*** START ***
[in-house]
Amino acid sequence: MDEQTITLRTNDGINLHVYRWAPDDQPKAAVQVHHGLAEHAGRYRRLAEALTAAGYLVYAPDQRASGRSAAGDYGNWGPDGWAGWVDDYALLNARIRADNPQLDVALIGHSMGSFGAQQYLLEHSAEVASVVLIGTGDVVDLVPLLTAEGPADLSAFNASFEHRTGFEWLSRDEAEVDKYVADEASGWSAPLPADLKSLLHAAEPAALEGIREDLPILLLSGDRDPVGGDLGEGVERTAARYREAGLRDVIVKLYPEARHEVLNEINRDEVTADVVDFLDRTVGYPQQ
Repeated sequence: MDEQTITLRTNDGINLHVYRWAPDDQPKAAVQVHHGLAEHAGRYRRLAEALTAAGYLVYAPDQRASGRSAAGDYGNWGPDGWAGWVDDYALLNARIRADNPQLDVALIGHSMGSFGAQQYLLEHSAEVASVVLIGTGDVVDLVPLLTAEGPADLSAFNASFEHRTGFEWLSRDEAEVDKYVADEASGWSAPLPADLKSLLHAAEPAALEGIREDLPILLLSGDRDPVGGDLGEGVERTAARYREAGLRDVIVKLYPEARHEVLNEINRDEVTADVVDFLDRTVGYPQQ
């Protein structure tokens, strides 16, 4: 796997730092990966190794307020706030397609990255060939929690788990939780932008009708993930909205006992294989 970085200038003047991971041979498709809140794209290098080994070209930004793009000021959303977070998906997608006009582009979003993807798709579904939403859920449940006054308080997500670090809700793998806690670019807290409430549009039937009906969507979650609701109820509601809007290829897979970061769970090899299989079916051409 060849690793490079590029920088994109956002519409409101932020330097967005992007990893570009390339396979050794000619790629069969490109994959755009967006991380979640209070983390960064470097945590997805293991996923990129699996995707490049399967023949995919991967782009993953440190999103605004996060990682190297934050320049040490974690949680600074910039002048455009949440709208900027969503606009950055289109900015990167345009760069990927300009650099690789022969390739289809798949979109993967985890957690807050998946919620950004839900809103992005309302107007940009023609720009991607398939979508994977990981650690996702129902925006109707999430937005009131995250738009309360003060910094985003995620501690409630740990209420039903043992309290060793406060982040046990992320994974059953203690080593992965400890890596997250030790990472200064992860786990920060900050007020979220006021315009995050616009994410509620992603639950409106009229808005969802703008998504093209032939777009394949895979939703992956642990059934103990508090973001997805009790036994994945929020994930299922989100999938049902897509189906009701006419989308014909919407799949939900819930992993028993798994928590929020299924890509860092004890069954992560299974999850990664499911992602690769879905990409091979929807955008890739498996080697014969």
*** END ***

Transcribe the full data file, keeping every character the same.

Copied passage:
[in-house]
Amino acid sequence: MDEQTITLRTNDGINLHVYRWAPDDQPKAAVQVHHGLAEHAGRYRRLAEALTAAGYLVYAPDQRASGRSAAGDYGNWGPDGWAGWVDDYALLNARIRADNPQLDVALIGHSMGSFGAQQYLLEHSAEVASVVLIGTGDVVDLVPLLTAEGPADLSAFNASFEHRTGFEWLSRDEAEVDKYVADEASGWSAPLPADLKSLLHAAEPAALEGIREDLPILLLSGDRDPVGGDLGEGVERTAARYREAGLRDVIVKLYPEARHEVLNEINRDEVTADVVDFLDRTVGYPQQ
Repeated sequence: MDEQTITLRTNDGINLHVYRWAPDDQPKAAVQVHHGLAEHAGRYRRLAEALTAAGYLVYAPDQRASGRSAAGDYGNWGPDGWAGWVDDYALLNARIRADNPQLDVALIGHSMGSFGAQQYLLEHSAEVASVVLIGTGDVVDLVPLLTAEGPADLSAFNASFEHRTGFEWLSRDEAEVDKYVADEASGWSAPLPADLKSLLHAAEPAALEGIREDLPILLLSGDRDPVGGDLGEGVERTAARYREAGLRDVIVKLYPEARHEVLNEINRDEVTADVVDFLDRTVGYPQQ
């Protein structure tokens, strides 16, 4: 796997730092990966190794307020706030397609990255060939929690788990939780932008009708993930909205006992294989 970085200038003047991971041979498709809140794209290098080994070209930004793009000021959303977070998906997608006009582009979003993807798709579904939403859920449940006054308080997500670090809700793998806690670019807290409430549009039937009906969507979650609701109820509601809007290829897979970061769970090899299989079916051409 060849690793490079590029920088994109956002519409409101932020330097967005992007990893570009390339396979050794000619790629069969490109994959755009967006991380979640209070983390960064470097945590997805293991996923990129699996995707490049399967023949995919991967782009993953440190999103605004996060990682190297934050320049040490974690949680600074910039002048455009949440709208900027969503606009950055289109900015990167345009760069990927300009650099690789022969390739289809798949979109993967985890957690807050998946919620950004839900809103992005309302107007940009023609720009991607398939979508994977990981650690996702129902925006109707999430937005009131995250738009309360003060910094985003995620501690409630740990209420039903043992309290060793406060982040046990992320994974059953203690080593992965400890890596997250030790990472200064992860786990920060900050007020979220006021315009995050616009994410509620992603639950409106009229808005969802703008998504093209032939777009394949895979939703992956642990059934103990508090973001997805009790036994994945929020994930299922989100999938049902897509189906009701006419989308014909919407799949939900819930992993028993798994928590929020299924890509860092004890069954992560299974999850990664499911992602690769879905990409091979929807955008890739498996080697014969």